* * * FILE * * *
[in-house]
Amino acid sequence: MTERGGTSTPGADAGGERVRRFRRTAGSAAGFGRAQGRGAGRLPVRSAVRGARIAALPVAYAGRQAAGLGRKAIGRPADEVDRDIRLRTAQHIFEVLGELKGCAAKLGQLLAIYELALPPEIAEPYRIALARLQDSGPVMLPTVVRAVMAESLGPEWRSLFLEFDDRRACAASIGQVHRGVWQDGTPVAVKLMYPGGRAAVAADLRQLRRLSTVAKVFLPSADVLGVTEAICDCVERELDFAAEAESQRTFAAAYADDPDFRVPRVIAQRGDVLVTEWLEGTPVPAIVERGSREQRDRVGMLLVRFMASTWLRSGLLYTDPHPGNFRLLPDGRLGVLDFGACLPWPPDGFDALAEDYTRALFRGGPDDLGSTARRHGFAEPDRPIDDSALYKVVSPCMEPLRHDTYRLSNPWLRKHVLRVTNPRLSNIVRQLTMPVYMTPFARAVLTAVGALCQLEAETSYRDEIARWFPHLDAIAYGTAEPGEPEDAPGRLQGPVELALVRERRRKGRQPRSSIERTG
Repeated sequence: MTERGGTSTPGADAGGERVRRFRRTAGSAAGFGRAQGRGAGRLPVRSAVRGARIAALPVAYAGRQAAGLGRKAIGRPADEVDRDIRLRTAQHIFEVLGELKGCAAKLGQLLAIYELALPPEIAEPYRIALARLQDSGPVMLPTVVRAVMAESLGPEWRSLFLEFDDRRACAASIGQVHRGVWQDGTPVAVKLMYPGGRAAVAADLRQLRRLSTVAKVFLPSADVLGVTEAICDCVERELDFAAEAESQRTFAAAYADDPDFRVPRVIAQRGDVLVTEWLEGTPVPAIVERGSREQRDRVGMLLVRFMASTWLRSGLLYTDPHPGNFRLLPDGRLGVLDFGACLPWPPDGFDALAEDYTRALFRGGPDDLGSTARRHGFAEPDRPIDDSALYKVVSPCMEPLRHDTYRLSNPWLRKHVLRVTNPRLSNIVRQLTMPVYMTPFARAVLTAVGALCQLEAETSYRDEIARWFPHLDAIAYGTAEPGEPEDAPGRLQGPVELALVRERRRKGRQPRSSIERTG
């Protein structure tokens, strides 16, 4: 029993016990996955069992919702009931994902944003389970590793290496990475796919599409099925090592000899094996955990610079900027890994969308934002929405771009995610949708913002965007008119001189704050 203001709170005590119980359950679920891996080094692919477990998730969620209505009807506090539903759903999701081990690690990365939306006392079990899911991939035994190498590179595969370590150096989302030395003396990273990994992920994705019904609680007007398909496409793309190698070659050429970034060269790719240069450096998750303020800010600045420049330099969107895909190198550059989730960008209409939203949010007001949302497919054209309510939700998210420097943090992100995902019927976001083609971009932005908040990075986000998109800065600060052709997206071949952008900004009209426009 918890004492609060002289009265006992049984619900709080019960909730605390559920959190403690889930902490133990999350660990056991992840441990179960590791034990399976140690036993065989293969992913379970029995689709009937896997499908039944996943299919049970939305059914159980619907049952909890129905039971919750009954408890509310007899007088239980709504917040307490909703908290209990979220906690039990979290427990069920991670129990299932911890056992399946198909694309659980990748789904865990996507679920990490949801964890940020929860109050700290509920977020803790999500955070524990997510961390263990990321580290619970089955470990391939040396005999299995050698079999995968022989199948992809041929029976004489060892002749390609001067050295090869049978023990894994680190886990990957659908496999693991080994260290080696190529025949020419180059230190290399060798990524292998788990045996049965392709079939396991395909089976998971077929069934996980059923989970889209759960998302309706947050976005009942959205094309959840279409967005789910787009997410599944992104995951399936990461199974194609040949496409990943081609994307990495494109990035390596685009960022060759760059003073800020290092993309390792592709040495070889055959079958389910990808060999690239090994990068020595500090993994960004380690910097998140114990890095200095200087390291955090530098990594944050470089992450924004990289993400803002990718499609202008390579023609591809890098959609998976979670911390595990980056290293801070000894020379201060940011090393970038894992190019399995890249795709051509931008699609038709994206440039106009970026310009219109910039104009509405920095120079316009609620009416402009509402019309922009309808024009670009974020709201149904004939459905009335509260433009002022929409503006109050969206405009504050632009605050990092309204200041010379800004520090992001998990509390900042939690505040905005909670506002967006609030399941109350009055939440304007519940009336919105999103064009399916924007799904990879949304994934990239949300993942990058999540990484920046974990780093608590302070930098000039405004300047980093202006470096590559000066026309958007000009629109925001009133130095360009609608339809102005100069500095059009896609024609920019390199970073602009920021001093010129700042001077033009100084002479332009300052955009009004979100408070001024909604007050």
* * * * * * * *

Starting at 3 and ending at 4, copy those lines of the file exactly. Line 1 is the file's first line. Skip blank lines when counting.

Repeated sequence: MTERGGTSTPGADAGGERVRRFRRTAGSAAGFGRAQGRGAGRLPVRSAVRGARIAALPVAYAGRQAAGLGRKAIGRPADEVDRDIRLRTAQHIFEVLGELKGCAAKLGQLLAIYELALPPEIAEPYRIALARLQDSGPVMLPTVVRAVMAESLGPEWRSLFLEFDDRRACAASIGQVHRGVWQDGTPVAVKLMYPGGRAAVAADLRQLRRLSTVAKVFLPSADVLGVTEAICDCVERELDFAAEAESQRTFAAAYADDPDFRVPRVIAQRGDVLVTEWLEGTPVPAIVERGSREQRDRVGMLLVRFMASTWLRSGLLYTDPHPGNFRLLPDGRLGVLDFGACLPWPPDGFDALAEDYTRALFRGGPDDLGSTARRHGFAEPDRPIDDSALYKVVSPCMEPLRHDTYRLSNPWLRKHVLRVTNPRLSNIVRQLTMPVYMTPFARAVLTAVGALCQLEAETSYRDEIARWFPHLDAIAYGTAEPGEPEDAPGRLQGPVELALVRERRRKGRQPRSSIERTG
């Protein structure tokens, strides 16, 4: 029993016990996955069992919702009931994902944003389970590793290496990475796919599409099925090592000899094996955990610079900027890994969308934002929405771009995610949708913002965007008119001189704050 203001709170005590119980359950679920891996080094692919477990998730969620209505009807506090539903759903999701081990690690990365939306006392079990899911991939035994190498590179595969370590150096989302030395003396990273990994992920994705019904609680007007398909496409793309190698070659050429970034060269790719240069450096998750303020800010600045420049330099969107895909190198550059989730960008209409939203949010007001949302497919054209309510939700998210420097943090992100995902019927976001083609971009932005908040990075986000998109800065600060052709997206071949952008900004009209426009 918890004492609060002289009265006992049984619900709080019960909730605390559920959190403690889930902490133990999350660990056991992840441990179960590791034990399976140690036993065989293969992913379970029995689709009937896997499908039944996943299919049970939305059914159980619907049952909890129905039971919750009954408890509310007899007088239980709504917040307490909703908290209990979220906690039990979290427990069920991670129990299932911890056992399946198909694309659980990748789904865990996507679920990490949801964890940020929860109050700290509920977020803790999500955070524990997510961390263990990321580290619970089955470990391939040396005999299995050698079999995968022989199948992809041929029976004489060892002749390609001067050295090869049978023990894994680190886990990957659908496999693991080994260290080696190529025949020419180059230190290399060798990524292998788990045996049965392709079939396991395909089976998971077929069934996980059923989970889209759960998302309706947050976005009942959205094309959840279409967005789910787009997410599944992104995951399936990461199974194609040949496409990943081609994307990495494109990035390596685009960022060759760059003073800020290092993309390792592709040495070889055959079958389910990808060999690239090994990068020595500090993994960004380690910097998140114990890095200095200087390291955090530098990594944050470089992450924004990289993400803002990718499609202008390579023609591809890098959609998976979670911390595990980056290293801070000894020379201060940011090393970038894992190019399995890249795709051509931008699609038709994206440039106009970026310009219109910039104009509405920095120079316009609620009416402009509402019309922009309808024009670009974020709201149904004939459905009335509260433009002022929409503006109050969206405009504050632009605050990092309204200041010379800004520090992001998990509390900042939690505040905005909670506002967006609030399941109350009055939440304007519940009336919105999103064009399916924007799904990879949304994934990239949300993942990058999540990484920046974990780093608590302070930098000039405004300047980093202006470096590559000066026309958007000009629109925001009133130095360009609608339809102005100069500095059009896609024609920019390199970073602009920021001093010129700042001077033009100084002479332009300052955009009004979100408070001024909604007050």